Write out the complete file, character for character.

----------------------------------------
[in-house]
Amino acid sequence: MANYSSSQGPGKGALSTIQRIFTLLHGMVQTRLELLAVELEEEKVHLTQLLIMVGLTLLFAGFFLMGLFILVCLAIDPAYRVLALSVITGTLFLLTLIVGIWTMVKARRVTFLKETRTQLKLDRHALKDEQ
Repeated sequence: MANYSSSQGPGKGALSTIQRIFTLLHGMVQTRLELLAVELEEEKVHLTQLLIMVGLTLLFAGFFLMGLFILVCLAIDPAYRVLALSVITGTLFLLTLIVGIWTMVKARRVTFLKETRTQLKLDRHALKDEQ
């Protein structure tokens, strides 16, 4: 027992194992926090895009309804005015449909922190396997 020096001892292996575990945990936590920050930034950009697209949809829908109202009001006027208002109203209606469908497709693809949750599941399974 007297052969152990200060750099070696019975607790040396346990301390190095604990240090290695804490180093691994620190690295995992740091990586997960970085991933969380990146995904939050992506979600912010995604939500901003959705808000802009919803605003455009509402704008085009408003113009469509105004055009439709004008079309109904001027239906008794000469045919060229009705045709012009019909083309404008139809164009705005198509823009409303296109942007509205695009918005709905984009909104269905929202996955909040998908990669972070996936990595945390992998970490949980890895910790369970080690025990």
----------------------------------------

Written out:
[in-house]
Amino acid sequence: MANYSSSQGPGKGALSTIQRIFTLLHGMVQTRLELLAVELEEEKVHLTQLLIMVGLTLLFAGFFLMGLFILVCLAIDPAYRVLALSVITGTLFLLTLIVGIWTMVKARRVTFLKETRTQLKLDRHALKDEQ
Repeated sequence: MANYSSSQGPGKGALSTIQRIFTLLHGMVQTRLELLAVELEEEKVHLTQLLIMVGLTLLFAGFFLMGLFILVCLAIDPAYRVLALSVITGTLFLLTLIVGIWTMVKARRVTFLKETRTQLKLDRHALKDEQ
């Protein structure tokens, strides 16, 4: 027992194992926090895009309804005015449909922190396997 020096001892292996575990945990936590920050930034950009697209949809829908109202009001006027208002109203209606469908497709693809949750599941399974 007297052969152990200060750099070696019975607790040396346990301390190095604990240090290695804490180093691994620190690295995992740091990586997960970085991933969380990146995904939050992506979600912010995604939500901003959705808000802009919803605003455009509402704008085009408003113009469509105004055009439709004008079309109904001027239906008794000469045919060229009705045709012009019909083309404008139809164009705005198509823009409303296109942007509205695009918005709905984009909104269905929202996955909040998908990669972070996936990595945390992998970490949980890895910790369970080690025990």